Man: A muffin top store just opened up down the street. Elaine: A muffin top store? Man: What'd I just say? Elaine: ....What the (fuck) is your problem?! (both crack up)
In an outtake from season 3's "The Subway":
Jerry: So you missed the wedding. You'll catch the bris! Elaine: FUCK YOU.
Jerry: You'll catch the bris! Elaine: Why don't you just shut the fuck up for a change? (Julia laughs)
In "The Non-Fat Yogurt":
Matthew: (to Jerry) Thanks for ruining my dad's business, you fat (fuck).
In "The Cartoon", during Sally's stand-up act:
Sally: To cease and desist on behalf of my client, Jerry Seinfeld. Signed, Crybaby Jerry Seinfeld's Lawyer. Okay, but I got two words for you Jerry Seinfeld... (bleep) YOU. Jerry: How could she say that on TV?!
Prenup Blowup: George tries to invoke this with Susan. It doesn't work.
Prima Donna Director: In "The Little Kicks" after one of Kramer's associates threatened him into bootlegging a movie, Jerry discovers a hidden talent for cinmeatography. When he's "hired" to bootleg another film, he first sees the new film to know what to expect, and won't work unless he was additional camera operators throughout the theatre and walkie-talkies to keep in contact with them.
Knuckle Tattoos: In "The Bookstore", during Jerry's nightmare, Uncle Leo has "JERRY" and "HELLO" tattooed onto his fingers.
Product Placement: Despite the widespread belief that the show had intentional plugs for Snapple and other products, it was not sponsored by them in any way.
Elaine: No, I can't do this anymore, I can't. It's TOO LONG. Quit telling your stupid story about the stupid desert and just DIE already! DIE!!!! Peterman: ...Elaine, you don't like the movie? Elaine: I HATE IT!!! (audience shushes her) Oh GO TO HELL!!!
Rare Vehicles: Kramer's 1973 Chevy Impala, one of only 1000 experimental models built with airbags (usingOldsmobile dashboards) and George's 1984 Chrysler Lebaron Town and Country convertible, one of only 500 made that year.
Real Life Writes the Plot: Two endings were shot for "The Non-Fat Yogurt" depending on the outcome of the NYC Mayoral election. They used the ending that reflected Rudy Giuliani being elected.note His high cholesterol, which was actually a lab error accidentally caused by Kramer, apparently made him appeal more to average New Yorkers.
Had David Dinkins been re-elected, Jackie Chiles would've debuted as a spokesman for the Dinkins campaign, apologizing for the "Name-Tag" fiasco thought up by Elaine, and executed by her then-boyfriend (and Dinkins aide) Lloyd Braun.
Reality Has No Subtitles: Several one-shot and minor foreign characters spoke fluent, uninterrupted languages of their respective nationalities, occasionally without the aid of subtitles, such as The Soup Nazi, and Kramer's Hispanic friend that showed up for one episode and was never spoken of again, relying on the Rule of Funny and Rule of Drama, as they can fluently speak English if need be.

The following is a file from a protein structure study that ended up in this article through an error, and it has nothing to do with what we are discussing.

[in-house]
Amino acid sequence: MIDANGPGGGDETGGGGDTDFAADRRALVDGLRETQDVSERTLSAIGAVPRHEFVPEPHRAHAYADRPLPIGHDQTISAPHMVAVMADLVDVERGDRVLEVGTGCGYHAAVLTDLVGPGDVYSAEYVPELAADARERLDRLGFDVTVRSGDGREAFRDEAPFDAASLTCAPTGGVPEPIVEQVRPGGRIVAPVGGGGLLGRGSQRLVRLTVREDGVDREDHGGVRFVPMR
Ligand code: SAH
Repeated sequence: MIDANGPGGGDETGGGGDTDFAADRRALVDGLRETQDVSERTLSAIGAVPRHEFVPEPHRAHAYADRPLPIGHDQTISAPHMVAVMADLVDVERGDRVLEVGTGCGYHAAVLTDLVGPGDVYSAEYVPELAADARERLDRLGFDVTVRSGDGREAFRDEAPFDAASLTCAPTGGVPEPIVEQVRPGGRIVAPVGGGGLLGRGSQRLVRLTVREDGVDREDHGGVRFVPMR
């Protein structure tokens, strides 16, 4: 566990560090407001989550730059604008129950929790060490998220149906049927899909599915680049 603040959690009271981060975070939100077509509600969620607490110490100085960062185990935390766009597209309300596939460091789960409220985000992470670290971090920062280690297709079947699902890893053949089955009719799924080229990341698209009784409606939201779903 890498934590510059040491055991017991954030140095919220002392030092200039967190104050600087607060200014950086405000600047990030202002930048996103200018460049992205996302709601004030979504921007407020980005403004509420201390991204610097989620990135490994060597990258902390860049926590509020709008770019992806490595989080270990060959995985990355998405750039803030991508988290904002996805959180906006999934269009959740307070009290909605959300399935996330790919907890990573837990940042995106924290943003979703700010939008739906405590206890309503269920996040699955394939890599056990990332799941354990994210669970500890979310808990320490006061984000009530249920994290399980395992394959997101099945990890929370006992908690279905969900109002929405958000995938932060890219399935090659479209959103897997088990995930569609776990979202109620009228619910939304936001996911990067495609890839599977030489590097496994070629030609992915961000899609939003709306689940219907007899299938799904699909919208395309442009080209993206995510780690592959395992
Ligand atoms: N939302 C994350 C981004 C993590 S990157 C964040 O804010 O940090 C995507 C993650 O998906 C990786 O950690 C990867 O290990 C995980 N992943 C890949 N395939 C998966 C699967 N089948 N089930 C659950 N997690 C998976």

Rearrange the Song: The "Seinfeld" theme is remixed for the two clip show episodes, season 6's "Highlights of a Hundred", and season 9's "The Clip Show". The latter remix was particularly distinct, adding in new instruments not usually used.
"The Reason You Suck" Speech: George plans to give one of these to a woman he had a bad date with years ago (she was a performance artist who got chocolate all over his shirt) but is upstaged by a woman who sees Jerry and gives one to him instead.
Kramer more or less gives one to George in "The Keys" when he asks him a series of questions designed to prove that George is wasting his life.
George: What you call wasting, I call living.
Kramer: Okay, like what? Tell me. Do you have a job?
Kramer: You got money?
Kramer: You got a woman?
Kramer: Do you have any prospects?
George: (growing more and more depressed) Uh... no.
Kramer: Do you have any action at all?
Kramer: Do you have any conceivable reason for even getting up in the morning?
George: ...I like to get The Daily News...
Kramer: George, it's time for us to grow up... (beats chest) and be men.
In "The Dog", Kramer (briefly) breaks up with his girlfriend by doing this:
Kramer: I must have been out of my mind. Look at you. Why don't you do something with your life?! Sit around here all day, you contribute nothing to society. You're just taking up space. I mean, how could I be with someone like you? Wouldn't respect myself.
Kramer gave one to the aspiring Broadway actress Genice in "The Undestudy":
Kramer: So my dear, you think you can get to Broadway. Well, let me tell you something. Broadway has no room for people like you. Not the Broadway I know! My Broadway takes people like you and eats them up and spits them out! My Broadway is the Broadway of Merman, and Martin, and Fontaine, and if you think you can build yourself up by knocking other people down... ...GOOD LUCK!!!
The roadside diner Jerry and Elaine visit in "The Bubble Boy" later serves as Reggie's, otherwise known as "The Bizarro Coffee Shop".
Anytime any character ends up in the hospital, they recuperate in the exact same two or three rooms.
The restaurant where Gail Cunningham cooks was later recycled as Poppie's restaurant.
Relationship Revolving Door: Whether or not Elaine was dating Puddy or not would depend entirely on what works for the episode. Their unstable relationship was lampshaded often.
Reset Button In the finale of Season 2, Jerry and Elaine decide to start having casual sex with each other. However, as dictated by the rule of Sex Equals Love, this causes their feelings for each other to resurface, and the final scene implies that they have rekindled their relationship. The writers later agreed they didn't want to take this any further and the solution was to completely forget about it from the start of Season 3.